Chicken of the Woods


I once read an author who said, “I served Chicken of the Woods to a friend of mine, without revealing to him what I had served. He told me it was the worst chicken he had ever eaten in his life. When I told him what it actually was, he exclaimed that it was the best mushroom he had ever eaten in his life.” I wish I remembered the source, but the sentiment has always stuck with me. There are very few mushrooms who imitate their namesake so faithfully as Chicken of the Woods. And yet, I recall seeing only two recipes for it amongst all of the mushroom cookbooks that have crossed my desk over the years – one for an etouffee, and one for “Creamed Chicken of the Woods” – certainly we can do better than that.

The reason that Chicken of the Woods does not feature more prominently in cookbooks is that the quality and edibility of the mushroom varies greatly, depending on several factors. The first and most important of these factors is YOU. No one quite knows why, but certain people are more sensitive to Chicken of the Woods than others. If you unfortunately did not win the Chicken of the Woods lottery, you can expect sweating, gastrointestinal distress, and dizziness. For this reason, we recommend that anyone who is eating this mushroom for the first time start by trying a very small amount, and wait 24 hours to see how you feel. If you are foraging for COTW yourself, be aware of your tree identification. This species loves to grow on Eucalyptus, which unfortunately makes them bitter and hard to digest because of the oils in the wood. Look for mushrooms growing on oak trees, or other hardwoods. The third determining factor for COTW is the maturity of the mushroom. Aged specimens that are woody, thin, and dry are terrible! Young mushrooms that are plump, soft, and dewy are excellent!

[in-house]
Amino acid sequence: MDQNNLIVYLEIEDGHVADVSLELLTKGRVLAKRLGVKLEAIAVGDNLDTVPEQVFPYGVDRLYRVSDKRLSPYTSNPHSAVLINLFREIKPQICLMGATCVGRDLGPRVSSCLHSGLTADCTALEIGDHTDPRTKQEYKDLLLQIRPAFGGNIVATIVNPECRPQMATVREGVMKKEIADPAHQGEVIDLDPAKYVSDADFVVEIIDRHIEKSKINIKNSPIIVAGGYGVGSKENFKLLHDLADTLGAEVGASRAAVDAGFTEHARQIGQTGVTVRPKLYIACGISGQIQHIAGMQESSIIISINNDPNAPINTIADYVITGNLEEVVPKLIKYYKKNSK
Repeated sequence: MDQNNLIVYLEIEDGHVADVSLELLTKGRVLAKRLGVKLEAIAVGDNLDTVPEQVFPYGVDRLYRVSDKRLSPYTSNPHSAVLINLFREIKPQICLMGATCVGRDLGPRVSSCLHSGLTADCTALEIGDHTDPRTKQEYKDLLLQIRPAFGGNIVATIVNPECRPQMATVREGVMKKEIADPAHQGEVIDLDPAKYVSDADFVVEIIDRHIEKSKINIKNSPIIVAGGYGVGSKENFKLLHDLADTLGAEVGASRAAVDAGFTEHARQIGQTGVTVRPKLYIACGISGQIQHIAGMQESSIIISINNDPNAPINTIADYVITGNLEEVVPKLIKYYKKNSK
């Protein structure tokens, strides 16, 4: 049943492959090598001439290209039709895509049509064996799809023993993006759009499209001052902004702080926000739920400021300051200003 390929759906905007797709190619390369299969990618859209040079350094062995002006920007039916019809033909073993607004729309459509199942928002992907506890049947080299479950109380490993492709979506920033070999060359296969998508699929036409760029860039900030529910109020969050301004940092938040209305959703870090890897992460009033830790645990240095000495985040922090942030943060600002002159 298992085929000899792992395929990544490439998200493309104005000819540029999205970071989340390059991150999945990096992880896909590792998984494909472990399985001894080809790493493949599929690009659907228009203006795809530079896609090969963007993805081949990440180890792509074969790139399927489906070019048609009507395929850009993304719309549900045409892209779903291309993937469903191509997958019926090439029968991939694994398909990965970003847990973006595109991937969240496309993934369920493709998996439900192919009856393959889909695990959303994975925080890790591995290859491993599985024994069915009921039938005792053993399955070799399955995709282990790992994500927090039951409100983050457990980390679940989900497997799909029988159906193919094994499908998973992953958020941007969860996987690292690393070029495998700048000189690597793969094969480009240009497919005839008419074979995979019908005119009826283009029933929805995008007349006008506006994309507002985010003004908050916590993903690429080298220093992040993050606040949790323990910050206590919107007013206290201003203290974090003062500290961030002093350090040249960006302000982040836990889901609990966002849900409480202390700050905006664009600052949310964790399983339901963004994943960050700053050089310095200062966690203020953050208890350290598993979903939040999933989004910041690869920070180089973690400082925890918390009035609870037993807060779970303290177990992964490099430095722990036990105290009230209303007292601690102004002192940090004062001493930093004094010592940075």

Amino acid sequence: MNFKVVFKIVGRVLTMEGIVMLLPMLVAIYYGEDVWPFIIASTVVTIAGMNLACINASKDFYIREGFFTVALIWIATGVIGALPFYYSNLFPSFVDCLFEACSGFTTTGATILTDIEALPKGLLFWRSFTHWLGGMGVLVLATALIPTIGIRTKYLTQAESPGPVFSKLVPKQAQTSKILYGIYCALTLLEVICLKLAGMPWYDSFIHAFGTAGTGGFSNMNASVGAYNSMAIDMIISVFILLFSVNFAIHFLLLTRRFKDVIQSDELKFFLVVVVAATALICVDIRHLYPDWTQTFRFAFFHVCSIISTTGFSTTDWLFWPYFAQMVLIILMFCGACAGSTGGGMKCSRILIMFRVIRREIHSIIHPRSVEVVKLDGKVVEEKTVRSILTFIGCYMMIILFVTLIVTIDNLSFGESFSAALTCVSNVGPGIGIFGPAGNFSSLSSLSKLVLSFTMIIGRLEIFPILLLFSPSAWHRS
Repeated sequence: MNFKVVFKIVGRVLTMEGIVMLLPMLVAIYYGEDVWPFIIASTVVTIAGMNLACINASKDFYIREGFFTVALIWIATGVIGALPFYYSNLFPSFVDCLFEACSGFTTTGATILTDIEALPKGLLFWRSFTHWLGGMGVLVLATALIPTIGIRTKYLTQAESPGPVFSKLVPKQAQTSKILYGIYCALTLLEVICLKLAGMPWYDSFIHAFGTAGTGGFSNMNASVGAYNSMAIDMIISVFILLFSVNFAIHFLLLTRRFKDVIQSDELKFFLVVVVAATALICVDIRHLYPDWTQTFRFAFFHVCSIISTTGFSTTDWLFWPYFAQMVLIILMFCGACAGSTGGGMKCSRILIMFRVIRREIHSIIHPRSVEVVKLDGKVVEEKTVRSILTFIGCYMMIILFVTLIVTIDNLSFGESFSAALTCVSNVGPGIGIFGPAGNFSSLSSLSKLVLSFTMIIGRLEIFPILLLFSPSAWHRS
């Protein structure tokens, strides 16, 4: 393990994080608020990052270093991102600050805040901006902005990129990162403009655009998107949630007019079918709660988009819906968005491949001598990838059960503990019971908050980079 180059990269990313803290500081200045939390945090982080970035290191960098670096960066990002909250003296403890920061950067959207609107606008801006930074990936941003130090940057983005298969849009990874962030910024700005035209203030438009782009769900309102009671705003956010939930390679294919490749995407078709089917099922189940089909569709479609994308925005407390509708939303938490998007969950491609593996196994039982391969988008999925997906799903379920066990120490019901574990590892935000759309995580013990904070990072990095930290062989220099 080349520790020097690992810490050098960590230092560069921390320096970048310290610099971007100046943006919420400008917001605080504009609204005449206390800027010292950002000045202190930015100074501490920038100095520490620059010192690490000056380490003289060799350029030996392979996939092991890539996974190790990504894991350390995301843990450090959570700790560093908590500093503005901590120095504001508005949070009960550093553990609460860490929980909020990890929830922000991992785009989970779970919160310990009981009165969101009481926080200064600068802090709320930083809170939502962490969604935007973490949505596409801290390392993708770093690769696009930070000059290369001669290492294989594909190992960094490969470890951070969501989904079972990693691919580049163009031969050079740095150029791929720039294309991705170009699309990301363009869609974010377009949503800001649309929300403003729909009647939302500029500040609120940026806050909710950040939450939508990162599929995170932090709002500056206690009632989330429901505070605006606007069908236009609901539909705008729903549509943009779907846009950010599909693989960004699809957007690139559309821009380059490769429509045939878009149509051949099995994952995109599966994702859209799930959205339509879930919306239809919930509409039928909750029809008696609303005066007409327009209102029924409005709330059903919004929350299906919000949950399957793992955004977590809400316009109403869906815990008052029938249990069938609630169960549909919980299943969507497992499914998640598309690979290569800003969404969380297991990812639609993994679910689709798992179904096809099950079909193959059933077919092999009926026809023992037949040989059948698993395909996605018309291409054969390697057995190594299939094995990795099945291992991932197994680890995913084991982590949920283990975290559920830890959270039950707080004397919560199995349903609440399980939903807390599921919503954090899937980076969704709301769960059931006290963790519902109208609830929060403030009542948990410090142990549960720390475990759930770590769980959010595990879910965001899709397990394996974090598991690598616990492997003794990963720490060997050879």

Now that we have thoroughly scared you away from eating Chicken of the Woods, let’s talk about how amazing it is and how you totally want to try it. At its best, COTW is like the McDonalds of the mushroom world. Pudgy and tender, with colors ranging in an appetizing gradient from French fry yellow to deep fried orange, they look so good you’d want to take a bite of them right off the side of the tree (don’t do this; even at their best, they must be thoroughly cooked). Their texture is so much like a succulent cut of white chicken breast, you could truly frighten a vegan with it. They have citrusy overtones, like a bird stuffed with fresh lemons and roasted.

We suggest slicing the mushrooms into quarter inch thick “cutlets” and braising or poaching them in broth with lots of butter and herbs. A thorough cook time of 10 – 15 minutes should put you at ease as to whether you’ve undercooked it. Just like real poultry, it’s a hazard when it’s too raw – but when has that stopped you from cooking chicken? If you want to go full-on Fast Food Mode, bread and fry the cooked cutlets. It doesn’t get much better than a deep-fried Chicken of the Woods sandwich on a brioche bun with coleslaw and spicy pickles. Try marinating them in BBQ sauce and putting them on a Buffalo “Chicken” pizza with red onions and blue cheese. Or, if you are seeking some modicum of refinement, try substituting them for chicken in a Thai-style red curry, or mixing them into alfredo pasta.

But whatever you do, be kinder than our aforementioned author, and do not serve them blindly to a friend who has never tried it before!